Internet of Things to Revolutionize the IT Department: IDC

Say good-bye to business as usual. IDC expects IoT to have a transformational effect on the data center -- on entire organizations, in fact -- within just a few short years.

IT managers are in for big changes during the next few years as billions of connected devices light up the Internet of Things (IoT), according to IDC.

The Framingham, Mass.-based technology research firm published its IoT predictions for 2015 and they point to massive disruption in data center market. Ninety percent of data center and enterprise systems management environments are expected to switch to new business models to handle IoT and BYOD devices by 2017. Forty percent of IoT data will be processed and stored at, or close to, the network edge by 2018.

IoT at the edge: By 2018, 40 percent of IoT-created data will be stored, processed, analyzed, and acted upon close to, or at the edge, of the network.

IDC also forecast that IoT will put the squeeze on IT networks. Fifty percent of networks will go from having plenty of capacity to being network constrained within three short years as they struggle to support IoT devices. Nearly 10 percent of networks will be overwhelmed, predicts IDC.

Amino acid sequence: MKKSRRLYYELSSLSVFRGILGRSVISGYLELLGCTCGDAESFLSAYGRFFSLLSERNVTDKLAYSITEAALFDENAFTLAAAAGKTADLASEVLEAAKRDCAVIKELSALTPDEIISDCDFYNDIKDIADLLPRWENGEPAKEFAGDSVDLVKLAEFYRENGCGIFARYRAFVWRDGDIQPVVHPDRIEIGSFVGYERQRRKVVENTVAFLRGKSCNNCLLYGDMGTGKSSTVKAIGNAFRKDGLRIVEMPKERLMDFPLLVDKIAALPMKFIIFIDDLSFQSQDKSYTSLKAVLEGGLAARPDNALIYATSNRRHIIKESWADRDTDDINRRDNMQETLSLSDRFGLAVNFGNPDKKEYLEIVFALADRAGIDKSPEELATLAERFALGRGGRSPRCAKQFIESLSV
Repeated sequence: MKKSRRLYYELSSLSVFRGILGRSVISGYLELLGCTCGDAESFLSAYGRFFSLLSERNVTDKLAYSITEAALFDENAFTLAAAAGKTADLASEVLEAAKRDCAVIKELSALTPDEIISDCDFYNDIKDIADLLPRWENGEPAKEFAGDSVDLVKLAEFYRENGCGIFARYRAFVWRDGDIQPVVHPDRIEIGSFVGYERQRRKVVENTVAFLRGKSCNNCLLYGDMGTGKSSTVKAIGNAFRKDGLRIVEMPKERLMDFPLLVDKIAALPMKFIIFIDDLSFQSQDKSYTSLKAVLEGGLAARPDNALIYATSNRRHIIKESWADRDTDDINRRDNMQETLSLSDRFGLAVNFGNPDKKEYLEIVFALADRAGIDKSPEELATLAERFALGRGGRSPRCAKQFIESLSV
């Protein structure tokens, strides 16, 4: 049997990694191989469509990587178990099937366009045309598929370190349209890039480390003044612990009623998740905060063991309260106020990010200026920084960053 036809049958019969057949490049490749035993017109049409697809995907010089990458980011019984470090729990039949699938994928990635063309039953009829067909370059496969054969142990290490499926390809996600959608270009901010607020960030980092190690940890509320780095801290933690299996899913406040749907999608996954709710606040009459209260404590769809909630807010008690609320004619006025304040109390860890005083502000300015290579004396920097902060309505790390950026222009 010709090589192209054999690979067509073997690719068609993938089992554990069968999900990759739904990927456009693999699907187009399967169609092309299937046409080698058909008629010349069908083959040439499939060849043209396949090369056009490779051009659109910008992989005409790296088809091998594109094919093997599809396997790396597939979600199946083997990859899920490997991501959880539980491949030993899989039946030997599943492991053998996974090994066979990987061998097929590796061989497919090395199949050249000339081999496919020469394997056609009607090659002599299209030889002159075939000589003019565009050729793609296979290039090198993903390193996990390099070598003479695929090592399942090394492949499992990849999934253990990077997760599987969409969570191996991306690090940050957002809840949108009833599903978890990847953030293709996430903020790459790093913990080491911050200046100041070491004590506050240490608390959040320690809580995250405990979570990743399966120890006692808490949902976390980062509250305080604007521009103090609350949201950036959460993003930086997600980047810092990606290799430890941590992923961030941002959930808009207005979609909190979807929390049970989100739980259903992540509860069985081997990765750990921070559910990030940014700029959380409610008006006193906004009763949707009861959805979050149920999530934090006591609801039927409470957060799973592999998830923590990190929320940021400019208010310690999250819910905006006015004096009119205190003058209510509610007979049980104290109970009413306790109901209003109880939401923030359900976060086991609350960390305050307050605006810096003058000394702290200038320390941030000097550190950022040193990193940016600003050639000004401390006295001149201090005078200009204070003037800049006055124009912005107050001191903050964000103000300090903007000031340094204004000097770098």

Cloud computing will help shoulder some of that burden. "Within the next five years, more than 90 percent of all IoT data will be hosted on service provider platforms," said IDC in a statement, due to the cloud's ability to streamline IoT "Data Blending."

As always, where there's data, there's the possibility of leaks.

IDC expects IoT-based security breaches to affect a whopping 90 percent of IT networks within two years. Chief information security officers will therefore "be forced to adopt new IoT policies," stated the firm.

IT professionals will have to grapple with some major shifts in how they manage their data, according to IDC senior vice president Vernon Turner. "The Internet of Things will give IT managers a lot to think about," he said in a statement. "Enterprises will have to address every IT discipline to effectively balance the deluge of data from devices that are connected to the corporate network."

And it's not only IT departments that will have to adapt to IoT, said Turner. "In addition, IoT will drive tough organizational structure changes in companies to allow innovation to be transparent to everyone, while creating new competitive business models and products," he continued.

Pedro Hernandez is a contributing editor at Datamation. Follow him on Twitter @ecoINSITE.

Photo courtesy of Shutterstock.

Tags: IT department, internet of things, IoT

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